Subcutaneous fat cell lipolysis independent contributor to variations in plasma lipids
Subcutaneous Adipocyte Lipolysis Contributes to Circulating Lipid LevelsLiterature - Rydén M and Arner P - Arterioscler Thromb Vasc Biol. 2017 Jun 29, Epub ahead of print
- Correlations between various circulating lipids levels and lipolysis were significant, but weak (r2<0.05). However, basal lipolysis was significantly negatively and strongly correlated with HDL-c and positively and strongly with plasma triglycerides. In contrast, insulin sensitivity was positively correlated with HDL-c and negatively with triglycerides.
- The relationships between basal lipolysis with HDL-c or triglycerides were stronger in nonobese individuals (HDL-c nonobese r=-0.27, P<0.0001, obese r=-0.10, P=0.012 and triglycerides nonobese r=0.27, P<0.0001, obese r=0.12, P=0.0035). Insulin sensitivity vs HDL-c or triglyceride were equally strong in obese and nonobese individuals.
- Removing type 2 diabetes patients and individuals on antihyperlipidemic treatment from the analyses generated similar results. Similarly, there was no sex interaction in the relationship between basal lipolysis or insulin sensitivity and HDL-c or triglycerides.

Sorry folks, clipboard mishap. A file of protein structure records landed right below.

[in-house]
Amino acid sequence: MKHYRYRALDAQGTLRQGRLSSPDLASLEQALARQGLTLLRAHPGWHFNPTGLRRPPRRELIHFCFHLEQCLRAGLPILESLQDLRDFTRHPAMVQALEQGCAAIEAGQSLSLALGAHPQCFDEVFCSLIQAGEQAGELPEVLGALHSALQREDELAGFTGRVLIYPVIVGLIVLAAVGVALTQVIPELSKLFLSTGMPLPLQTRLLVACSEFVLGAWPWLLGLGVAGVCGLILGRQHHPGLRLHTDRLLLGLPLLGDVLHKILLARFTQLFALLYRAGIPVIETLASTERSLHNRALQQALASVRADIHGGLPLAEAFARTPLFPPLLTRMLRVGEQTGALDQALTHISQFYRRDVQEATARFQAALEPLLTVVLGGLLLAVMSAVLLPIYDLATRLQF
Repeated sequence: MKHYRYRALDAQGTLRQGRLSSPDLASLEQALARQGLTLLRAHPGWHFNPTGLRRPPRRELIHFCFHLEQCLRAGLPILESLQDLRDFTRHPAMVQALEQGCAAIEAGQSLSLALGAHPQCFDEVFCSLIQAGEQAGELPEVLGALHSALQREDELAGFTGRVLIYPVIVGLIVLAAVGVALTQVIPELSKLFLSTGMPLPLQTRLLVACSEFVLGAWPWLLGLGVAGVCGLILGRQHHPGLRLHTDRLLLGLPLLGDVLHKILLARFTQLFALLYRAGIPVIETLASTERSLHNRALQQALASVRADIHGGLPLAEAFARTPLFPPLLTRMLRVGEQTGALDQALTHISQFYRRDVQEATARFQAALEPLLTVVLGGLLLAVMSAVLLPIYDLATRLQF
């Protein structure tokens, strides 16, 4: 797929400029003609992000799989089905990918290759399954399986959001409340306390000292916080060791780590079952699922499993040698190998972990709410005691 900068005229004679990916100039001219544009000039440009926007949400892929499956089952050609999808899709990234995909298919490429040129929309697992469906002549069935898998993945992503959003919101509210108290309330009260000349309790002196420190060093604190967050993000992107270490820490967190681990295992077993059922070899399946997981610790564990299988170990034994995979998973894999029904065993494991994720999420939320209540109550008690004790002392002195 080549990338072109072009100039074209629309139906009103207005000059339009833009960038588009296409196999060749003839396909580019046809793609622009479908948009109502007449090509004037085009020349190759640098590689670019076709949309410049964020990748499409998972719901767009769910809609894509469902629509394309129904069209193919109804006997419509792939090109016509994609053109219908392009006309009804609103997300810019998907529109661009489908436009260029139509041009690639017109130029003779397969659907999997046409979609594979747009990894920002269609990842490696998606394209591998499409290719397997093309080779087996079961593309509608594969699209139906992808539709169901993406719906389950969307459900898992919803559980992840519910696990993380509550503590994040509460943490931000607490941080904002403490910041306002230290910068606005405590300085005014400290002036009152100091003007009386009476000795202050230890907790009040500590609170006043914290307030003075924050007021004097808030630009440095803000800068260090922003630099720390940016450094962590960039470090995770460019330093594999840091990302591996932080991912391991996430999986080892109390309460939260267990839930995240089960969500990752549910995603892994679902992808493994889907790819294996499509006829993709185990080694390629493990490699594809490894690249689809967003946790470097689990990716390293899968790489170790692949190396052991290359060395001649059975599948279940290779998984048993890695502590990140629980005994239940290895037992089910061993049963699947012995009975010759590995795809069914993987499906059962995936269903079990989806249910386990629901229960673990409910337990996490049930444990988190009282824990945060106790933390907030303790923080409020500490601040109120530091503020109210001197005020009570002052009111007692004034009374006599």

- The relationships were still highly significant after correction for intrinsic/extrinsic cofactors known to influence circulating lipid levels (cofactors: sex, age, BMI, waist circumference, waist-to-hip ratio, nicotine use, treatment of type 2 diabetes, hypertension or hyperlipidemia and fat cell size).
- Combining factors revealed an adjusted r2 of 0.14 between insulin sensitivity and basal lipolysis together and both triglycerides and HDL-c (both P<0.0001). Combining all cofactors and correlate this, r2 values were 0.28 (HDL-c) and 0.17 (triglycerides, both P<0.0001). Pooling all cofactors and insulin sensitivity and basal lipolysis, r2 for HDL-c was 0.36 and for triglycerides was 0.29 (both P<0.0001).
In this study, resistance to the antilipolytic effect of insulin and a high rate of basal lipolysis are associated with low HDL-c and high triglyceride levels. This was independent of classical risk factors influencing plasma lipids. Moreover, antilipolytic insulin sensitivity and basal lipolytic activity together explained 14% of variations in plasma triglycerides or HDL-c, thereby suggesting clinical importance for dyslipidemia.